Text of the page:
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Inquire Indiana: Which Counties Don't Have Paper Ballots?

Only about one-third of Indiana's counties use paper ballots (WFIU/WTIU News).

As part of our Inquire Indiana series, we want to hear your questions about the Hoosier state – then we’ll work to find the answers. And, we got a couple of questions about security during the upcoming election.

Gregory Carmack from Culver wants to know if Hoosiers have the right to ask for a paper ballot. He says he’s concerned about election hacking.

And, Lucy from Bloomington asked, "Which Indiana counties do NOT have paper ballots?"

We tracked down the answers. 

 

Which Indiana Counties/Election Districts Do Not Have Paper Ballots?

Whether Hoosiers have access to paper ballots when they vote depends on where they live.

About two-thirds of Indiana’s counties only offer electronic voting. Of those, most have paper backups for the system, but 20 counties don't. 

The remaining counties use optical scan ballots, or paper ballots, which voters fill out and machines tally.

Monroe County is among those that offers paper ballots. 

Even before early voting started this week, election officials there fielded a lot of calls from people with concerns.

"I’ve had a number of phone calls," says Election Supervisor Karen Wheeler. "And, people really want to know their ballot is secure. And, I can safely tell you that Monroe County is doing everything possible to make sure the integrity of the ballot is being taken very seriously." 

There are several steps the county takes to safeguard its election process. Those who vote early won’t have their ballots counted until Election Day. Until then, they’re kept behind a door that's secured with two combination locks. A Republican and a Democrat have the code to get inside. 

"Anytime we handle a ballot in this office, it’s always by a bipartisan team," Wheeler says. "No one takes a ballot and even walks across the room without having a person from another party with them."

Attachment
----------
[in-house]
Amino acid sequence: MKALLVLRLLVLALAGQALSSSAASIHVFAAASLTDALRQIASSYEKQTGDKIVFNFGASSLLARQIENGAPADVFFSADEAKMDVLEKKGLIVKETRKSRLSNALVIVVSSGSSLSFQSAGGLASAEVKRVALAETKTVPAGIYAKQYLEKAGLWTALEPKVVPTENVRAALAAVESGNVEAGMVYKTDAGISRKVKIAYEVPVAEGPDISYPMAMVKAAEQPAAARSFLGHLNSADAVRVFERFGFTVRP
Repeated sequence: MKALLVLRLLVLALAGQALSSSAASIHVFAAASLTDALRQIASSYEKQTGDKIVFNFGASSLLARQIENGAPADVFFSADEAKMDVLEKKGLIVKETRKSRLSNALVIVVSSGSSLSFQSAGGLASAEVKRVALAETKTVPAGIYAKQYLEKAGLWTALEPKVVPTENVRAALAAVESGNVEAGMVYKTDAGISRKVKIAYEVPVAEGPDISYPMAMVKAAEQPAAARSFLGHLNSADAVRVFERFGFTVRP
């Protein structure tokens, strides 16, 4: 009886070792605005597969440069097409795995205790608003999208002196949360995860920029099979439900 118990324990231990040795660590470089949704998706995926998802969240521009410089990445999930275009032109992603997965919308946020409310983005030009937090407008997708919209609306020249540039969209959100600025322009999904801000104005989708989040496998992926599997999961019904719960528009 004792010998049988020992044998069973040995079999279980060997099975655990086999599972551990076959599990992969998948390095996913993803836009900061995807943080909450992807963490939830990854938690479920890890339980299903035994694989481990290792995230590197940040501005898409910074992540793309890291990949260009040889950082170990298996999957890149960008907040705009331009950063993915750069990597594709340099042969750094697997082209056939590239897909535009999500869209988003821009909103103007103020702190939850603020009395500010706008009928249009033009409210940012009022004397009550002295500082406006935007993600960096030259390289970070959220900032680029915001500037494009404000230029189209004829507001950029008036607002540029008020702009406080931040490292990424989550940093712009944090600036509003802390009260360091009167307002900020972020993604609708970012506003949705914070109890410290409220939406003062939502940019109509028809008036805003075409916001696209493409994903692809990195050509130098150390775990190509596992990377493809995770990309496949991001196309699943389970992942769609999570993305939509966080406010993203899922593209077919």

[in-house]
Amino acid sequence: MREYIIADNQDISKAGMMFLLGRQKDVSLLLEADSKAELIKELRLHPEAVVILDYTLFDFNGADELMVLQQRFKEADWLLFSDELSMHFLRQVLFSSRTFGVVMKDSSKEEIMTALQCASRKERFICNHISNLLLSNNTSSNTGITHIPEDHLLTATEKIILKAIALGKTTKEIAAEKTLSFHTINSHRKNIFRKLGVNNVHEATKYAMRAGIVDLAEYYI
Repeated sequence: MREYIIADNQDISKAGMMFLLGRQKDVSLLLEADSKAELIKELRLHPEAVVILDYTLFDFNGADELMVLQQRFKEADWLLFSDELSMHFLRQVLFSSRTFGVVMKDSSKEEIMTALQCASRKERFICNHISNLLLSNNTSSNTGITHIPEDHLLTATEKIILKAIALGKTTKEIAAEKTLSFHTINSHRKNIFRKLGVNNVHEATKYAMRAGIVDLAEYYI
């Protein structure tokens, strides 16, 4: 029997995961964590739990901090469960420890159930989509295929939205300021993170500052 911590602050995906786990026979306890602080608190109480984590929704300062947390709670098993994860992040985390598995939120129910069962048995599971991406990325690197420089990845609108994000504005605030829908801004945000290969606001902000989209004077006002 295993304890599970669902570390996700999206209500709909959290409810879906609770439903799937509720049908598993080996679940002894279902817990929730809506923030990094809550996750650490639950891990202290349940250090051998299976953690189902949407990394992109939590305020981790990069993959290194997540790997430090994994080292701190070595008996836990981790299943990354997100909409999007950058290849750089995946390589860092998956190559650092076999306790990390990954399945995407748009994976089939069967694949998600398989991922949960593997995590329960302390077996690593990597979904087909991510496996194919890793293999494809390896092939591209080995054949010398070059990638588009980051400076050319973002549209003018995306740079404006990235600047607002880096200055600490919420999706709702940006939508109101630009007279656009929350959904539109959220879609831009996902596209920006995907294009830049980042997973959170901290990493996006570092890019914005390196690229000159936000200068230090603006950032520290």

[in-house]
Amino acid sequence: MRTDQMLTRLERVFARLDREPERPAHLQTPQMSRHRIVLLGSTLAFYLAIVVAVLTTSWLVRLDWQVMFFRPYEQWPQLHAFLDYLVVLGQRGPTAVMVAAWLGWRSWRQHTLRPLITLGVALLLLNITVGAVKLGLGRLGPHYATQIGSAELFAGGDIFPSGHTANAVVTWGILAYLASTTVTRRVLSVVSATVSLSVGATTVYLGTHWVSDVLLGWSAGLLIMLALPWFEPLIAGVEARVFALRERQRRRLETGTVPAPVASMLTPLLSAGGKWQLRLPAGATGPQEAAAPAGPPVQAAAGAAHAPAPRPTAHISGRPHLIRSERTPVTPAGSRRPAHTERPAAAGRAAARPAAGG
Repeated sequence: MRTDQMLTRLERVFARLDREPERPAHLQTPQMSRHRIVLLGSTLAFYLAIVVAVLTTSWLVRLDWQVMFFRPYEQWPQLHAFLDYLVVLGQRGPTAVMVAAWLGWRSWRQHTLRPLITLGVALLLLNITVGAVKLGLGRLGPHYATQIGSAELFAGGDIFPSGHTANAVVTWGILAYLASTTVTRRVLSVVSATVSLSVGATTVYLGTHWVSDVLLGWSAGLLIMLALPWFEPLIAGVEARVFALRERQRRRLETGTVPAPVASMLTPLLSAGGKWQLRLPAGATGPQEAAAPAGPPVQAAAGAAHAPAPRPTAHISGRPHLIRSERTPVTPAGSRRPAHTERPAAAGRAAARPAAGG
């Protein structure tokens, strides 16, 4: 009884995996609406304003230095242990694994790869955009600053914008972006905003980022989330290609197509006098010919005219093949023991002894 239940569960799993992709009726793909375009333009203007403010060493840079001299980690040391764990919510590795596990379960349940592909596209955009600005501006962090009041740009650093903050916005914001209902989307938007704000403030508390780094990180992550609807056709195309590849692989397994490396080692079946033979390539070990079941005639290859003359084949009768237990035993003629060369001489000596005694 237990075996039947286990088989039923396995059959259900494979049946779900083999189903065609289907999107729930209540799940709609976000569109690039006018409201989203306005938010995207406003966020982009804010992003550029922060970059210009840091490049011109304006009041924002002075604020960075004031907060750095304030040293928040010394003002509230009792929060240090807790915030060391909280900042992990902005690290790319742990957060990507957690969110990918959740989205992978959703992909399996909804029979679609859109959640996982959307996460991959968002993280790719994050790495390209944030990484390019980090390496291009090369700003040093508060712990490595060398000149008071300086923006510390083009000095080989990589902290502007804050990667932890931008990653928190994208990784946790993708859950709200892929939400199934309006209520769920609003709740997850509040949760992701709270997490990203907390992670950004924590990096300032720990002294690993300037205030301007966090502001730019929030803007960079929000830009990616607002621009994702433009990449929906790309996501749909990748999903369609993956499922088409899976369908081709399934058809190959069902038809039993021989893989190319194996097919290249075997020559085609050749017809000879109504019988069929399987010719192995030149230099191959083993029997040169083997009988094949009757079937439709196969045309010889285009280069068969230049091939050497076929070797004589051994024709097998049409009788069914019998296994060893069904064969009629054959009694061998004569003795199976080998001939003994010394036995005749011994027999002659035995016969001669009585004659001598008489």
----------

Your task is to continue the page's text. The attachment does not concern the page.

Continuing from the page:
When people vote on Nov. 6, they’ll insert their ballots into a machine that will tabulate the results. And, that information is stored several ways.

"We actually have three backups," says Bob White, an IT consultant for Monroe County. "The data goes onto the data card, it’s housed in the machine until we clear it after the election, and then we also have the ballots we can go back to."

That leads to other concerns for some people about hacking. But, the voting machines aren’t connected to the internet. And, the data cards would show evidence of interference if someone tried to manipulate them.

Do We Have The Right To Ask For a Paper Ballot This Election?

ballot.jpg
Most of Indiana's counties use Direct Record Electronic voting machines (Barbara Brosher, WFIU/WTIU News).

The National Academies of Science, Engineering and Medicine recently released a report that recommends all states use paper ballot machines by 2020, because that ensures there’s always a paper trail.

Indiana Secretary of State Connie Lawson says it’s something her office is working on.

"So, we’ll be talking to our general assembly and our counties about making sure that Indiana can provide that," Lawson says. "But, it won’t be in 2018. But, we feel very confident about our machines."

In the meantime, only Hoosiers living in counties that use paper ballots can vote that way. Lawson says Hoosiers can't request paper ballots if their county uses electronic voting machines.

"I think it’s important for people to remember we’ve had more problems reading paper ballots and the way the way the voter intended to vote than we’ve ever had on any machine that is here in the State of Indiana," she says.  

Hoosiers can check their voting status by visiting IndianaVoters.com.

In addition to having information about whether a person is registered to vote, the website also lists polling locations and which candidates are on the ballot.  

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